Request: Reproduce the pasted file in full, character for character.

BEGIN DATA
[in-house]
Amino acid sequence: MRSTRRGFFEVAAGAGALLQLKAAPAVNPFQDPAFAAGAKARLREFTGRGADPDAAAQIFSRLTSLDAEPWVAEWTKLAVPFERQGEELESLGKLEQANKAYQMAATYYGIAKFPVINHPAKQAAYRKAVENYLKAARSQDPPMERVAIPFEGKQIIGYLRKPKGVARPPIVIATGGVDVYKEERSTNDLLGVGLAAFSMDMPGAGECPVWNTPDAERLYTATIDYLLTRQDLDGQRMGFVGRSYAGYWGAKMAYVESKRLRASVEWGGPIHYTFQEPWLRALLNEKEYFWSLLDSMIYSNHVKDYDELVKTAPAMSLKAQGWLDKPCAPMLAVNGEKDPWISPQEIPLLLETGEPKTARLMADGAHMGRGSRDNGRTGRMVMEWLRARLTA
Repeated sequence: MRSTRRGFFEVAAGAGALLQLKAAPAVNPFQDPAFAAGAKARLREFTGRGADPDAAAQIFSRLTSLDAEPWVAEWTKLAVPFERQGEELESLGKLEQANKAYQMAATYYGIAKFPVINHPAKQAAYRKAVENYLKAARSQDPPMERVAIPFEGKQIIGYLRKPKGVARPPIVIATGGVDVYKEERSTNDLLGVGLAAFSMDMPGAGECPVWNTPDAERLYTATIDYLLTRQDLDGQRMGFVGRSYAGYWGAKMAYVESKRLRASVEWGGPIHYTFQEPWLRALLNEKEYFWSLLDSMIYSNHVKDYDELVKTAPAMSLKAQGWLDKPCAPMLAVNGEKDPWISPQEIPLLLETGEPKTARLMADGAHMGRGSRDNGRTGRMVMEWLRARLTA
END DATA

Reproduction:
[in-house]
Amino acid sequence: MRSTRRGFFEVAAGAGALLQLKAAPAVNPFQDPAFAAGAKARLREFTGRGADPDAAAQIFSRLTSLDAEPWVAEWTKLAVPFERQGEELESLGKLEQANKAYQMAATYYGIAKFPVINHPAKQAAYRKAVENYLKAARSQDPPMERVAIPFEGKQIIGYLRKPKGVARPPIVIATGGVDVYKEERSTNDLLGVGLAAFSMDMPGAGECPVWNTPDAERLYTATIDYLLTRQDLDGQRMGFVGRSYAGYWGAKMAYVESKRLRASVEWGGPIHYTFQEPWLRALLNEKEYFWSLLDSMIYSNHVKDYDELVKTAPAMSLKAQGWLDKPCAPMLAVNGEKDPWISPQEIPLLLETGEPKTARLMADGAHMGRGSRDNGRTGRMVMEWLRARLTA
Repeated sequence: MRSTRRGFFEVAAGAGALLQLKAAPAVNPFQDPAFAAGAKARLREFTGRGADPDAAAQIFSRLTSLDAEPWVAEWTKLAVPFERQGEELESLGKLEQANKAYQMAATYYGIAKFPVINHPAKQAAYRKAVENYLKAARSQDPPMERVAIPFEGKQIIGYLRKPKGVARPPIVIATGGVDVYKEERSTNDLLGVGLAAFSMDMPGAGECPVWNTPDAERLYTATIDYLLTRQDLDGQRMGFVGRSYAGYWGAKMAYVESKRLRASVEWGGPIHYTFQEPWLRALLNEKEYFWSLLDSMIYSNHVKDYDELVKTAPAMSLKAQGWLDKPCAPMLAVNGEKDPWISPQEIPLLLETGEPKTARLMADGAHMGRGSRDNGRTGRMVMEWLRARLTA